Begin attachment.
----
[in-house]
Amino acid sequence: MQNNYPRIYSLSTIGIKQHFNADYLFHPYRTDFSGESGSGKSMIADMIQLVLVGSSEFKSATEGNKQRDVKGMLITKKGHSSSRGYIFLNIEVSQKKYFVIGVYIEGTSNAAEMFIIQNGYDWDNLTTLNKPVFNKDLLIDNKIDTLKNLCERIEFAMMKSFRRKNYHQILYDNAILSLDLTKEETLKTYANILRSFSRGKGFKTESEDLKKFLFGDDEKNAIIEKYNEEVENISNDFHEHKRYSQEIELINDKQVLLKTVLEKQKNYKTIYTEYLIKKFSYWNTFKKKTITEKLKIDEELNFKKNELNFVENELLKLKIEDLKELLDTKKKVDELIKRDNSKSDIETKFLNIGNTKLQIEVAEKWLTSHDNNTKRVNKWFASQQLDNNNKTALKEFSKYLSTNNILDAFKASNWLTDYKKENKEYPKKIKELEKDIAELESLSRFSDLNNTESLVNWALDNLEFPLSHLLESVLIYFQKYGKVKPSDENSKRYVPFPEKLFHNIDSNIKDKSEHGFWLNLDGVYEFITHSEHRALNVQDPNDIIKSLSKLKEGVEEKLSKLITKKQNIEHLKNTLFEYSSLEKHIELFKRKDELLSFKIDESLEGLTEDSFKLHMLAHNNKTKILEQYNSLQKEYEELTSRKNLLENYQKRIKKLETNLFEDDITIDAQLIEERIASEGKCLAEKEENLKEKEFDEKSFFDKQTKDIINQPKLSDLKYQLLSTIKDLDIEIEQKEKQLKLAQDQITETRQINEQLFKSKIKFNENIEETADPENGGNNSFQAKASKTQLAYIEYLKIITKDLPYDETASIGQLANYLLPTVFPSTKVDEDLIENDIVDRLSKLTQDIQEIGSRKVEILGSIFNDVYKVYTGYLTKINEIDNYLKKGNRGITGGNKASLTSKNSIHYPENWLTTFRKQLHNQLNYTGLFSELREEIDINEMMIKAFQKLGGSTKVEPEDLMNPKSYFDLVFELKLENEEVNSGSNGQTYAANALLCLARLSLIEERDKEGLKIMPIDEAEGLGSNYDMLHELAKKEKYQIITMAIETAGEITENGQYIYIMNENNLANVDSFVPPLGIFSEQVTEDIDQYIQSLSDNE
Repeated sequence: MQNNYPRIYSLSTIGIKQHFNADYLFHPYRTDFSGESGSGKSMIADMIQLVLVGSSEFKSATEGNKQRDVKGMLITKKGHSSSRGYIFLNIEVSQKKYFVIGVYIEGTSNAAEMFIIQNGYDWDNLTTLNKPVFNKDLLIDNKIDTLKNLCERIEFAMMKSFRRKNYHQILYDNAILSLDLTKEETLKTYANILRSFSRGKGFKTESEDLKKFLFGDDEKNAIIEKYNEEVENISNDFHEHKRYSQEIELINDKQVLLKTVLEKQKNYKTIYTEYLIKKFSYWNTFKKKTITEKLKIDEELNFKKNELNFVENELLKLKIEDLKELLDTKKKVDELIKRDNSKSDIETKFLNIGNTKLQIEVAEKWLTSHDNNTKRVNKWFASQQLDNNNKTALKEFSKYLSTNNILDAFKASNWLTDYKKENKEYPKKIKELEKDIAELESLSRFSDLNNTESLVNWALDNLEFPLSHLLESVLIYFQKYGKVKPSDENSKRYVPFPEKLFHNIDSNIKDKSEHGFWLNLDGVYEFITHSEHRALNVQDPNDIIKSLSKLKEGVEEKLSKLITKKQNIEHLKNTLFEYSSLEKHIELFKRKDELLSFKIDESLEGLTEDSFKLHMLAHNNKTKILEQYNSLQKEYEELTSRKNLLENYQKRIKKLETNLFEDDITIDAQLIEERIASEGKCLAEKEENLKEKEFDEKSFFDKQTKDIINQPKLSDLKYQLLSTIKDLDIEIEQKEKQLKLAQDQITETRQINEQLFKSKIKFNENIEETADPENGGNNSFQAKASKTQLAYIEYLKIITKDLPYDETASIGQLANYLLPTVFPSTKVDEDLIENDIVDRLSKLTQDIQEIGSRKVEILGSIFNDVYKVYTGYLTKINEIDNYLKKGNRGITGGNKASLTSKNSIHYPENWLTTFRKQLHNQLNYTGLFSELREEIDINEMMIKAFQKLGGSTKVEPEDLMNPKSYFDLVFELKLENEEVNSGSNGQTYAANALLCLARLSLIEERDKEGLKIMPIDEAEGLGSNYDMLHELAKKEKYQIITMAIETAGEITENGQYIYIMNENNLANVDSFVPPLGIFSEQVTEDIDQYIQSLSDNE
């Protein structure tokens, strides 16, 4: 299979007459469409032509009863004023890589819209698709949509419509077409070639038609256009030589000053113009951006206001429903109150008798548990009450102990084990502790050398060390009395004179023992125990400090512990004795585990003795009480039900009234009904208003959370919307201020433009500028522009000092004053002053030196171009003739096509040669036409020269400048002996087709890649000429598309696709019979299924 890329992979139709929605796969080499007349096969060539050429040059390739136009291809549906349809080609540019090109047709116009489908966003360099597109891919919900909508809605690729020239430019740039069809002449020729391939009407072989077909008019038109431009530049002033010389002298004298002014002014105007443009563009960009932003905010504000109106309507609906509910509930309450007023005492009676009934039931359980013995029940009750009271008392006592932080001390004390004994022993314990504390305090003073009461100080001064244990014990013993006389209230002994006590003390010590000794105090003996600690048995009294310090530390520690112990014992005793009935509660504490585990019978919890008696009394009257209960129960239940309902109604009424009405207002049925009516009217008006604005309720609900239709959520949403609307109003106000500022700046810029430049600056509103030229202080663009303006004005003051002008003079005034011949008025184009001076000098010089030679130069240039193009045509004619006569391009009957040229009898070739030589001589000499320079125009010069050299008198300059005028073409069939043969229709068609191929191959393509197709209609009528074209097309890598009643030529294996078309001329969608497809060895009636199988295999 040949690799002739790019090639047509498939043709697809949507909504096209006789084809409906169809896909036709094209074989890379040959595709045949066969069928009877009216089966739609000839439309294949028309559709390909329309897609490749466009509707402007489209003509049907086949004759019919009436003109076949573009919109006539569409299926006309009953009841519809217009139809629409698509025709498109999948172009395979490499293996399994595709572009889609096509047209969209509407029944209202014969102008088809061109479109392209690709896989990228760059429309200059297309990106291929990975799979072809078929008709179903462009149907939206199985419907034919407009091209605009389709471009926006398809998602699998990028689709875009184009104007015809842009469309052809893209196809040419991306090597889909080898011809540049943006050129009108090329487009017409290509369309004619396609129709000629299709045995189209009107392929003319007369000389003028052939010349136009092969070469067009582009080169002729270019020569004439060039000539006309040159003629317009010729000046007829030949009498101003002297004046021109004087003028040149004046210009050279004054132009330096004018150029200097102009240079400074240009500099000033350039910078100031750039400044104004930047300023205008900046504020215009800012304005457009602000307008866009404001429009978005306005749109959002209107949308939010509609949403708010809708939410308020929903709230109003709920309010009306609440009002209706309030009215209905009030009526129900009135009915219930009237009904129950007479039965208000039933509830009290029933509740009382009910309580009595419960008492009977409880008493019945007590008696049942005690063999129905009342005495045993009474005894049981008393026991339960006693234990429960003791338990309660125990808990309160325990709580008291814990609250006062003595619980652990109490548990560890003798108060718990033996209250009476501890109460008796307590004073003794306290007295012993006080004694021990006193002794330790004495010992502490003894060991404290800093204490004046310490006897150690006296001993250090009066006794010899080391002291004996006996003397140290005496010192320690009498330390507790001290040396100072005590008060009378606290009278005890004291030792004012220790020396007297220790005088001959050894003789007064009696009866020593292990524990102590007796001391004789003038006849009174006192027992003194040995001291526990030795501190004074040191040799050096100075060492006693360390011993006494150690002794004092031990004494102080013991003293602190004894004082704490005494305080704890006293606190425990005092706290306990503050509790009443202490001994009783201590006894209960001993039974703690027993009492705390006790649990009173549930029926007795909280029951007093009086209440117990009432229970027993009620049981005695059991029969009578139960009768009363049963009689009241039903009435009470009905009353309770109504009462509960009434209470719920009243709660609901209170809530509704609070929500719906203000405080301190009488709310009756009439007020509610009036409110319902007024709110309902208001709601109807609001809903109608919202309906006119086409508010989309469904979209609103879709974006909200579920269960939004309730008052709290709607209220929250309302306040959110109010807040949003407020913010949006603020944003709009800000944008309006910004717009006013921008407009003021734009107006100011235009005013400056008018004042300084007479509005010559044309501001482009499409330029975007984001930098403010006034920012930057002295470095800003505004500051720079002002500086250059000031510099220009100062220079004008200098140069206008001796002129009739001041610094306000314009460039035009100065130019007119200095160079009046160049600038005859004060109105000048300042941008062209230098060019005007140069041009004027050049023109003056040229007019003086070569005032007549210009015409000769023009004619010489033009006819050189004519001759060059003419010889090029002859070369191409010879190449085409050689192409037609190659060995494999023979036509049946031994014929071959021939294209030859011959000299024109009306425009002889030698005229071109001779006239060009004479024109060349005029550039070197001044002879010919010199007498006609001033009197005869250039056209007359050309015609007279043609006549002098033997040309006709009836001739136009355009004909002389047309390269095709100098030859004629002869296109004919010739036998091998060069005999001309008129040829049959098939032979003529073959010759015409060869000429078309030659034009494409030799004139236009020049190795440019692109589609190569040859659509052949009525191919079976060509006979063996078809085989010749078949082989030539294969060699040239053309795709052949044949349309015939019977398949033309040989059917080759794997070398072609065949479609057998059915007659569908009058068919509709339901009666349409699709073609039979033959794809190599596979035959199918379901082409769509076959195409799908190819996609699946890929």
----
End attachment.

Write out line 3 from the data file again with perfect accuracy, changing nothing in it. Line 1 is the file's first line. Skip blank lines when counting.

Repeated sequence: MQNNYPRIYSLSTIGIKQHFNADYLFHPYRTDFSGESGSGKSMIADMIQLVLVGSSEFKSATEGNKQRDVKGMLITKKGHSSSRGYIFLNIEVSQKKYFVIGVYIEGTSNAAEMFIIQNGYDWDNLTTLNKPVFNKDLLIDNKIDTLKNLCERIEFAMMKSFRRKNYHQILYDNAILSLDLTKEETLKTYANILRSFSRGKGFKTESEDLKKFLFGDDEKNAIIEKYNEEVENISNDFHEHKRYSQEIELINDKQVLLKTVLEKQKNYKTIYTEYLIKKFSYWNTFKKKTITEKLKIDEELNFKKNELNFVENELLKLKIEDLKELLDTKKKVDELIKRDNSKSDIETKFLNIGNTKLQIEVAEKWLTSHDNNTKRVNKWFASQQLDNNNKTALKEFSKYLSTNNILDAFKASNWLTDYKKENKEYPKKIKELEKDIAELESLSRFSDLNNTESLVNWALDNLEFPLSHLLESVLIYFQKYGKVKPSDENSKRYVPFPEKLFHNIDSNIKDKSEHGFWLNLDGVYEFITHSEHRALNVQDPNDIIKSLSKLKEGVEEKLSKLITKKQNIEHLKNTLFEYSSLEKHIELFKRKDELLSFKIDESLEGLTEDSFKLHMLAHNNKTKILEQYNSLQKEYEELTSRKNLLENYQKRIKKLETNLFEDDITIDAQLIEERIASEGKCLAEKEENLKEKEFDEKSFFDKQTKDIINQPKLSDLKYQLLSTIKDLDIEIEQKEKQLKLAQDQITETRQINEQLFKSKIKFNENIEETADPENGGNNSFQAKASKTQLAYIEYLKIITKDLPYDETASIGQLANYLLPTVFPSTKVDEDLIENDIVDRLSKLTQDIQEIGSRKVEILGSIFNDVYKVYTGYLTKINEIDNYLKKGNRGITGGNKASLTSKNSIHYPENWLTTFRKQLHNQLNYTGLFSELREEIDINEMMIKAFQKLGGSTKVEPEDLMNPKSYFDLVFELKLENEEVNSGSNGQTYAANALLCLARLSLIEERDKEGLKIMPIDEAEGLGSNYDMLHELAKKEKYQIITMAIETAGEITENGQYIYIMNENNLANVDSFVPPLGIFSEQVTEDIDQYIQSLSDNE